My familiarity with Breakfast at Tiffany’s has previously been limited to the movie with Audrey Hepburn and George Peppard and a song by Deep Blue Something. I like both the movie and the song very much – both carrying a tiny corner in my heart. I had never read the original Capote and, lo and behold, I have found a new voice to which to listen!
Capote’s style is deceptively simple. His voice is clear and distinct, but never in the foreground. He is not an intrusive author but, rather, one who shows us the foibles and strengths of his characters without judgement. More often, there is a ruefully sad undertone to this novella that is far more poignant than even the final scene in the movie, where Holly Golightly finds Cat in the rain.
Even if a person has seen the movie a thousand times, the novella is worth the read. My familiarity with Capote has been with In Cold Blood, where I appreciated his distance as an author from the subject of his work while providing what could have been tedious details in a compelling narrative that bordered on investigative journalism with the slight addition of perfect adjectives. Breakfast at Tiffany’s finds an unseen and unnamed narrator swept into the whirlwind of Holiday Golightly, Traveling. The seedy side of life is acknowledged without unnecessary shock or surprise. The concept of belonging becomes omnipresent, and the sadness of wondering about belonging runs underneath the words like a river. I am swept away for the moment. I am in another world, in another time, in another place.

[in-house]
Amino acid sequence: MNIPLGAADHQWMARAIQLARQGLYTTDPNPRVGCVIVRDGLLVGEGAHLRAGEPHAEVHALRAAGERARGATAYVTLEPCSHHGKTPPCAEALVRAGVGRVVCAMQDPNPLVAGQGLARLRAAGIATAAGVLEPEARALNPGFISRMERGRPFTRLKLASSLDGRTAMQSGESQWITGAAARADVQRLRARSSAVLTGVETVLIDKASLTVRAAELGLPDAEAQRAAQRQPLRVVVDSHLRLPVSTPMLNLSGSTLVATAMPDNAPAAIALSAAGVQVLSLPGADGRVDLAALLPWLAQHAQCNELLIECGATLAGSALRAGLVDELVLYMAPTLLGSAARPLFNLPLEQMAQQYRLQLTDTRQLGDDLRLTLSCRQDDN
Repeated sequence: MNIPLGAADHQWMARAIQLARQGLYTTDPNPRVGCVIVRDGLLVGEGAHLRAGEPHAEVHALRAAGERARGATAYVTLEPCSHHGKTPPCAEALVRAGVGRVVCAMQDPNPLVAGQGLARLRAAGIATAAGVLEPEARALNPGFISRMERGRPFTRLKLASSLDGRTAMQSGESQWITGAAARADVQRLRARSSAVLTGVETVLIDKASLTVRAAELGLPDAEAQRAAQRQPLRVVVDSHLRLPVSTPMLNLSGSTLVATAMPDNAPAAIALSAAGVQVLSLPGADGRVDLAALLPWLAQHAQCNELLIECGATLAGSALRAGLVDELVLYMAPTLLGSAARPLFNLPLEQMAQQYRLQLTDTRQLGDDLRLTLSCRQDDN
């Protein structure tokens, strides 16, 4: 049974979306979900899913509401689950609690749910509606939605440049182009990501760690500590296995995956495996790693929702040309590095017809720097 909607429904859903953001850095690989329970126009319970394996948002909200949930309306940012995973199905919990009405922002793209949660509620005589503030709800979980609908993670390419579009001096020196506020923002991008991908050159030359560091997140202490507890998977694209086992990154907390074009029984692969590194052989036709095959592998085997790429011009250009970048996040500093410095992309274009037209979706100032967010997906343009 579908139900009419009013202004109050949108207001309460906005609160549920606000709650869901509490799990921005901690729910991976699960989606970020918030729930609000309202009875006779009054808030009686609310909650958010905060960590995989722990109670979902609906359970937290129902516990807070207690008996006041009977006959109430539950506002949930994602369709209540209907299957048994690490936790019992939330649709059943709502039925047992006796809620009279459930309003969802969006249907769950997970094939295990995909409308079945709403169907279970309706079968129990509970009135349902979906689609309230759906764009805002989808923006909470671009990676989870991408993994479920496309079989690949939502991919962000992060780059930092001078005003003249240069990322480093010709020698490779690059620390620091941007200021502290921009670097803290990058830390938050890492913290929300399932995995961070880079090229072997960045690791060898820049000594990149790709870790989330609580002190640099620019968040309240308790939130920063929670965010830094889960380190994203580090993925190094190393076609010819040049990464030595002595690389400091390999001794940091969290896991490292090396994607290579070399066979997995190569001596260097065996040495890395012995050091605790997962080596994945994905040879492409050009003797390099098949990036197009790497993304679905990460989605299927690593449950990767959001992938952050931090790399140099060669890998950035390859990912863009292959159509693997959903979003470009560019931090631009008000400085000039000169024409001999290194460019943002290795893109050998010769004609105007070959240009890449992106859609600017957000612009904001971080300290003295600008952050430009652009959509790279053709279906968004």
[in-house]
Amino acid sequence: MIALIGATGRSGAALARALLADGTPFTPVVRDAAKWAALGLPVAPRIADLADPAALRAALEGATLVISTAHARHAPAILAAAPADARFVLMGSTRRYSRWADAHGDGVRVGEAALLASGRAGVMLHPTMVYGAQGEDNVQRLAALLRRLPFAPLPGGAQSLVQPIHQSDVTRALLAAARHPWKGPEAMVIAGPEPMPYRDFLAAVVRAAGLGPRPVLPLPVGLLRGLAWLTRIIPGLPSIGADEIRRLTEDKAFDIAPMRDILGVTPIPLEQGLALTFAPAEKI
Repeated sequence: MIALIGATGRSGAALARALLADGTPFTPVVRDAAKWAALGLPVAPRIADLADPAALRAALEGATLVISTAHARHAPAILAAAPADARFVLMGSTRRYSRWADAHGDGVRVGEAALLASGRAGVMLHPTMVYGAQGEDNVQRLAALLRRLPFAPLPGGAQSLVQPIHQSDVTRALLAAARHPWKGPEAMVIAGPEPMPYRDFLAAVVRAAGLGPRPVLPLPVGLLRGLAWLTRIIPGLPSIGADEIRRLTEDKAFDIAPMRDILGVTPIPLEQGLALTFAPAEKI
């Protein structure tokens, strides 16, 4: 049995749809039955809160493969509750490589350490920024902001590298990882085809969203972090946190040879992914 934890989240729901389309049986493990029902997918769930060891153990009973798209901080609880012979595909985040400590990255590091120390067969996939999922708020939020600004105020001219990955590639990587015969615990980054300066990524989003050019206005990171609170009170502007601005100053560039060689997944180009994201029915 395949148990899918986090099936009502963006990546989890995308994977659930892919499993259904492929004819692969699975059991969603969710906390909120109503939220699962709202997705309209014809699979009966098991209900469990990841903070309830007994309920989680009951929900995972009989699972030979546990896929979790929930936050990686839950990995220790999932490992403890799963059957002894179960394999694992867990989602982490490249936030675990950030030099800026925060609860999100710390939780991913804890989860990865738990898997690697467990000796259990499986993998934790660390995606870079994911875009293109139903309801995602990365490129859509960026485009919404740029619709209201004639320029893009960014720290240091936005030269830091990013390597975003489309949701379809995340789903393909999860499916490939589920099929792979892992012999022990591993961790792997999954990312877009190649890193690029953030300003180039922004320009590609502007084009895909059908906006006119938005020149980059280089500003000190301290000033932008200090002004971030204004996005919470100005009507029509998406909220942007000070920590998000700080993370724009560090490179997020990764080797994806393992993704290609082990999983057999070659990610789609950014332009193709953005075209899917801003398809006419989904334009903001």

To be able to string these words together is to string pearls on a strand. One bead too short and the necklace will not fit. One bead too long and it hangs in quite the wrong place on the throat. Capote strings pearls on strands exactly long enough.
Hearts: 8.5/10. It’s not quite perfect, but I certainly cannot imagine the talent that strung those words together.